The 2015 Marathassa fuel spill in the Vancouver harbour, and the 2017 sinking of the Nathan E. Stewart near Bella Bella have shown just how unprepared BC is for spills along its coast. What would we do in the event of a large spill like the 1989 Exxon Valdez spill in Alaska, which released 400 times the amount of fuel spilled by the Nathan E. Stewart?
In late January 2018, the BC government announced its proposal to establish new regulations to improve preparedness, response and recovery from potential spills. At that time the Province signaled its intention to make a regulation under the provincial Environmental Management Act that would restrict operators from increasing the amount of diluted bitumen they transport in BC, pending recommendations from the science panel. This independent scientific advisory panel was to determine whether and how heavy oils like tar sands diluted bitumen can be safely transported and cleaned up, if spilled.
As we have written previously, BC’s proposed diluted bitumen regulation would have assisted in doing the job that the National Energy Board and federal Cabinet failed to do in relation to the Kinder Morgan project: to better understand the risks and behaviour of a toxic substance, in order to inform effective spill response requirements. We simply don’t know enough about how diluted bitumen behaves in a spill to be sure that we can be protected from it.
The current rules put all of the risk in our hands while the benefits flow to Kinder Morgan’s headquarters in Texas. But the regulation was not specifically aimed at Kinder Morgan and would have applied broadly, including to transportation by rail.
Following a storm of controversy, BC subsequently decided to seek direction from the courts before proceeding on the diluted bitumen regulation, but intends to proceed with the four other regulations proposed in January. This is important, because protecting BC’s water and land from spills is clearly within the province’s jurisdiction.
Indeed, it is BC’s fundamental responsibility to protect the health and safety of its residents in the face of grave risk. And it makes sense to use the Environmental Management Act – a long-standing provincial law focused on protecting BC residents and the environment from pollution and hazardous substances – to do so.
Our task now is to ensure that the proposed regulations are as effective as possible to protect our coast and communities from a devastating spill, and to ensure that these protections are enshrined in law.
What you can do
The provincial government has released a Policy Intentions Paper for spill response in BC, and is accepting public comments until April 30, 2018. These plans for spill response are a start, but they need to be much stronger to protect our lands and waters now and in the future.
Here are some key principles that we think BC needs to adopt to ensure that the oil spill regulations are effective.
1. The public must be involved in the planning, approving, and revising of oil spill response plans. Community and citizen engagement leads to greater accountability and stronger protections, and should include interested individuals and non-governmental organizations, stakeholders from industries such as fishing and tourism, as well as local governments.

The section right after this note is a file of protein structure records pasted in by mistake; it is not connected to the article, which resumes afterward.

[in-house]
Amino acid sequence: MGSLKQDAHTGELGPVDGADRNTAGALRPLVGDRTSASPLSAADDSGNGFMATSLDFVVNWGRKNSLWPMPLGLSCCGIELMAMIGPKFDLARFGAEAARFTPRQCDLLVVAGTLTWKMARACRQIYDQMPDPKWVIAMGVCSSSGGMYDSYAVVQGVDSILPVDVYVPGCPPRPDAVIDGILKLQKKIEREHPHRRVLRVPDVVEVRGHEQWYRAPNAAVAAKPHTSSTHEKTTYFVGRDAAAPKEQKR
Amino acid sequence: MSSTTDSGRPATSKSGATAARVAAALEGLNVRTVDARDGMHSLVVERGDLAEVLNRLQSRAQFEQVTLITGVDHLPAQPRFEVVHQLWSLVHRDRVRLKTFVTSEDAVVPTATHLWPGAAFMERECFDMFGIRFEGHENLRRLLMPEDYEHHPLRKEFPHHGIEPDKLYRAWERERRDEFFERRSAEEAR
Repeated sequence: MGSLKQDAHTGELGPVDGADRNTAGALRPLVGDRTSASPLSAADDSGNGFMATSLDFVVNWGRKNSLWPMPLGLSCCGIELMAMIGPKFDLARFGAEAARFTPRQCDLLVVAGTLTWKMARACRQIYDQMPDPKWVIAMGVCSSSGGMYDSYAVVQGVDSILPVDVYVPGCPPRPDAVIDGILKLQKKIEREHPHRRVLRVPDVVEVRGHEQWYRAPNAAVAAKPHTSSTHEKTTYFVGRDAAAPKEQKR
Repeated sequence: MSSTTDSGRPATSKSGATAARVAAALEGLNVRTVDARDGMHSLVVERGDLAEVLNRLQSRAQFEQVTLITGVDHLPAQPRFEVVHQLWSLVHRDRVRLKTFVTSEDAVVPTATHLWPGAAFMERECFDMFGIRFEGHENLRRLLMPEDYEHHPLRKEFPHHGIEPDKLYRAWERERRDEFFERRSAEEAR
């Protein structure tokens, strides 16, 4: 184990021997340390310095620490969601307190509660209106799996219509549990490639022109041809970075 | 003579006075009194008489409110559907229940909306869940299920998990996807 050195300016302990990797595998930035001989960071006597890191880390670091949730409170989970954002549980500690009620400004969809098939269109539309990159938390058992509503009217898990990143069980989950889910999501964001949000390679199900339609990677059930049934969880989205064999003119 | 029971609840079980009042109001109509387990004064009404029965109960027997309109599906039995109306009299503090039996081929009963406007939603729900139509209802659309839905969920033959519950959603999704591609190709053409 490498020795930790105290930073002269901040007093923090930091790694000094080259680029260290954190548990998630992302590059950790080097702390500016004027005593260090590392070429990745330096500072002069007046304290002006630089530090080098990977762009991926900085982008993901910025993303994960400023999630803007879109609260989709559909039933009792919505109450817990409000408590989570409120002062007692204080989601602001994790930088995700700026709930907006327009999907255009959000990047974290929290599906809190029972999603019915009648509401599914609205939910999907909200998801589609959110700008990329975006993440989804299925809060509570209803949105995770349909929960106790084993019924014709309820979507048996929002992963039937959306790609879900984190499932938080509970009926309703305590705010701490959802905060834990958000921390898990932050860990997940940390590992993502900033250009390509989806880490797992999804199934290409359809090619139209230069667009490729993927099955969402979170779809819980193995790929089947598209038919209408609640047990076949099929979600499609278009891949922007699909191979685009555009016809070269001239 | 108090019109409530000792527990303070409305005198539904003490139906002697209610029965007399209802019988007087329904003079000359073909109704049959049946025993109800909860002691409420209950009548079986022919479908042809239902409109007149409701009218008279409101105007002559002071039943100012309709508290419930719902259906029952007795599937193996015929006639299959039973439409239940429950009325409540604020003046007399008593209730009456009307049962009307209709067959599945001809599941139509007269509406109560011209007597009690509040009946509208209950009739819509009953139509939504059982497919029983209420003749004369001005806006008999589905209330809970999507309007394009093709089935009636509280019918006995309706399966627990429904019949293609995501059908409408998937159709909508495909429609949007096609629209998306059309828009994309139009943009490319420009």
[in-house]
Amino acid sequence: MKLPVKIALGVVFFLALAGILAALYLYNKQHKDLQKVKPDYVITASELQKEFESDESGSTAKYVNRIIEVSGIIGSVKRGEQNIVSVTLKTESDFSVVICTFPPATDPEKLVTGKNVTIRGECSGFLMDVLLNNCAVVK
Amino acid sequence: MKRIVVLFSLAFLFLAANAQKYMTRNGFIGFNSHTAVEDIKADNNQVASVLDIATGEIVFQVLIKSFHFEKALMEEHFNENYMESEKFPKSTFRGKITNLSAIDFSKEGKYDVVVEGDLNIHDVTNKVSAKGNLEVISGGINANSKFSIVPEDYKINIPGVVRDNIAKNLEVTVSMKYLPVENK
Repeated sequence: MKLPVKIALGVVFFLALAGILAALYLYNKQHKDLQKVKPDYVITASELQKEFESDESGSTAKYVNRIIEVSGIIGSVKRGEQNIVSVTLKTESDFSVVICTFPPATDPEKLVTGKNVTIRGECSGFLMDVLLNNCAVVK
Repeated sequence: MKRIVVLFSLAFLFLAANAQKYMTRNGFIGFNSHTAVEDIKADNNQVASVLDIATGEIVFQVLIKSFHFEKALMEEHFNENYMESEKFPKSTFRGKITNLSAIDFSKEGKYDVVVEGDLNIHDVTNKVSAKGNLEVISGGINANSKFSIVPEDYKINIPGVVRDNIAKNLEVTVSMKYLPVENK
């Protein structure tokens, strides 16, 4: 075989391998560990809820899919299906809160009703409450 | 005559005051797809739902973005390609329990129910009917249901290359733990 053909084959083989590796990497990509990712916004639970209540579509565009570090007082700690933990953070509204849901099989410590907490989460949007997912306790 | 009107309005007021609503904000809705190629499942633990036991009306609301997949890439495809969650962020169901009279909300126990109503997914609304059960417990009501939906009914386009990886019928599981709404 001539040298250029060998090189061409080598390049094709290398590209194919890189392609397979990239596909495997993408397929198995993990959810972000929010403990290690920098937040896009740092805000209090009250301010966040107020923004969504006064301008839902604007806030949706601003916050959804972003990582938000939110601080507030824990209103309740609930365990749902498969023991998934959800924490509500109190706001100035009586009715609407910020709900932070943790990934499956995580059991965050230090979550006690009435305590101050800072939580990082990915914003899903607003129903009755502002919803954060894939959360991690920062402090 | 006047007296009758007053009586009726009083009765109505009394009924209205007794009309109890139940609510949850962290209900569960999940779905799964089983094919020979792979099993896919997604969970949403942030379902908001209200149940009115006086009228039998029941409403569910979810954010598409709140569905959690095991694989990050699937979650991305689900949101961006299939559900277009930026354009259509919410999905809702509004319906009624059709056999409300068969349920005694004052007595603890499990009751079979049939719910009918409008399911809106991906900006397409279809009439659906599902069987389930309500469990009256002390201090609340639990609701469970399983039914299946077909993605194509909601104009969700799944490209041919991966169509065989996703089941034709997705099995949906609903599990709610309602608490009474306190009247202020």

2. Spill regulations should embody BC’s commitment to full implementation of the UN Declaration on the Rights of Indigenous Peoples. This includes the right of self-determination and the requirement to obtain the free, prior and informed consent of Indigenous nations with respect to the transportation of hazardous substances through their territories, and to the preparation and approval of instruments such as geographic response plans.
3. The polluter must pay for the full extent of environmental damage. Affected communities and Indigenous nations must play a role in assessing the extent of the damage, including loss of use. The legal standards and knowledge of Indigenous nations must be respected in determining impacts and compensation.
4. The new legislation must be based on the best available science and Indigenous knowledge. This means that our spill response plans must be based on our best understanding of the behaviour, toxicity and most effective and least harmful clean-up method for each substance that is transported within BC. This also means that if we don’t understand how to clean up a substance, it shouldn’t be approved for transportation.
5. Regulations must be transparent, comprehensive and compulsory. Spill plans must include detailed instructions for each phase of the clean-up, including coordinating the different spill response authorities. These plans must be open to public scrutiny and comment, and include mandatory timelines and reporting.
6. Shippers must be able to clean up what they move. Governments should scrutinize and approve plans, not merely require companies to have them. And shippers must demonstrate that their spill plans are effective before plans are approved. This includes drill testing and public scrutiny. Shippers must be held to a high standard: cleaning up a minimum of 80% of what they have spilled in the case of an oil spill. And large shippers of oil must be required to post a bond sufficient to pay for a worst-case scenario spill.
BC should also move forward on implementation of its proposed diluted bitumen regulation, or similar measures okayed by the courts, and its proposed scientific panel to determine whether and how heavy oils like diluted bitumen can be safely transported and cleaned up.
Right now we have an opportunity to put proper safeguards in place to protect the environment and communities in BC from oil spills, and the government needs to hear from British Columbians like you.
The deadline for public comments on BC’s oil spill response regulations is April 30, 2018 – so please take action today. More details on how to engage can be found here
Top photo: English Bay spill cleanup 2015 by Jeremy Board